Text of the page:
A Parrillada de Verduras is nothing more than grilled vegetables, a little olive oil and some salt served on a large platter with some bread on the side and maybe a beer or glass of wine to drink. It’s usually intended to be shared, but I’ve eaten more than one all by myself, especially after a long day on the Camino. If you get a chance to eat in a restaurant with a parrilla (grill) take advantage of it and enjoy a variety of meats, seafood and vegetables cooked over an open flame.
To make your own parrillada you’ll want an assortment of vegetables. I used zucchini, eggplant, onions, and peppers. Slice them about a half inch thick (a mandoline comes in handy for this) and toss them in some olive oil before loading them on the grill, avoiding the direct heat if possible. At home we use a grill pan, starting with the peppers and onions and ending with the zucchini and eggplant. Other possibilities include tomatoes, cut in half or slices, and mushrooms. The platter of grilled vegetables I nearly inhaled in León also included pieces of fat carrot sliced on the diagonal (why not?).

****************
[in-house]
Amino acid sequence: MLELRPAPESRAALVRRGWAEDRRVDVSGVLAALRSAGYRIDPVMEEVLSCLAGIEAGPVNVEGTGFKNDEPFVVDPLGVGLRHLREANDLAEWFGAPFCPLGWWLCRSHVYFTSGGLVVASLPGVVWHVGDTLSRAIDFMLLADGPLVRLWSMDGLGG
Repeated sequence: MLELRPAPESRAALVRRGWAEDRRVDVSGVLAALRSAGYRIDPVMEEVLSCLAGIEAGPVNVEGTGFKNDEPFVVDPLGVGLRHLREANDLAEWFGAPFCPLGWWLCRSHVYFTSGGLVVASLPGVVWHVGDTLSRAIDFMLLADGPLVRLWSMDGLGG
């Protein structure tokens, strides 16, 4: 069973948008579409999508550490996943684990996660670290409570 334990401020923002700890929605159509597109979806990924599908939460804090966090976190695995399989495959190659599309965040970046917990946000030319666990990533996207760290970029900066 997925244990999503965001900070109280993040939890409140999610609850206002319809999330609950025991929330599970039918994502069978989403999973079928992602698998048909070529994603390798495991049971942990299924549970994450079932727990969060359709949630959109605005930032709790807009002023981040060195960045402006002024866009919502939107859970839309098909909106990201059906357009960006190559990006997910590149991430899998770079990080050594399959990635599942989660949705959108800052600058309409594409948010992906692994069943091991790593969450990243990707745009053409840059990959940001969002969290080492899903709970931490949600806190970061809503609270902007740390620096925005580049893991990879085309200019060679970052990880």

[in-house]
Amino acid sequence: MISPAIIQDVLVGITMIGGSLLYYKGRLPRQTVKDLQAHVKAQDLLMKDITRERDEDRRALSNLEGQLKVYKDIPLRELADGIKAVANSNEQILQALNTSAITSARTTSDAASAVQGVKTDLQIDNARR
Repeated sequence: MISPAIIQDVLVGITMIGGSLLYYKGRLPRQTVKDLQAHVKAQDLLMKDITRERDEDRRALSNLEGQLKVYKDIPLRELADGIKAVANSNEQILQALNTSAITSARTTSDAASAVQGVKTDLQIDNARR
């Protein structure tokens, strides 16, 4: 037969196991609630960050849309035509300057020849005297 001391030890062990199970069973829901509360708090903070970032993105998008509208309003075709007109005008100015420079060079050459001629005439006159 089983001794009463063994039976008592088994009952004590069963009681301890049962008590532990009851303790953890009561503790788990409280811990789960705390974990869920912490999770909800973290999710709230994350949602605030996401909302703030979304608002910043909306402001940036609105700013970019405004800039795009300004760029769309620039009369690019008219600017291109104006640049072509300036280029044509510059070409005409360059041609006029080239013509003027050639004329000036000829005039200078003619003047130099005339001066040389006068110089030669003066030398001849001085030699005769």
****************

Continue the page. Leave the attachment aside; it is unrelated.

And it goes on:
The cooked veggies are transferred to a platter and arranged in an attractive manner. Before serving they’ll get a final drizzle of extra virgin olive oil and a scattering of sea salt. If you’re in the mood squeeze some lemon juice on top or break out the balsamic vinegar for a little acidic note.
Barbeque enthusiasts understand the appeal of sitting outdoors with a cold glass of beer and a platter of delicious food. In fact, it’s hard to think of anyone who doesn’t love it. So, let me encourage you…go out and buy some veggies and throw them on the grill or in a grill pan. Cook them at high heat until char marks form and the veggies become tender. Serve them alone or alongside your favorite grilled meats. You won’t be sorry.
And if you’re ever on the Camino and you find a restaurant with parrillada de verduras on the menu, order with confidence. You’ll love them.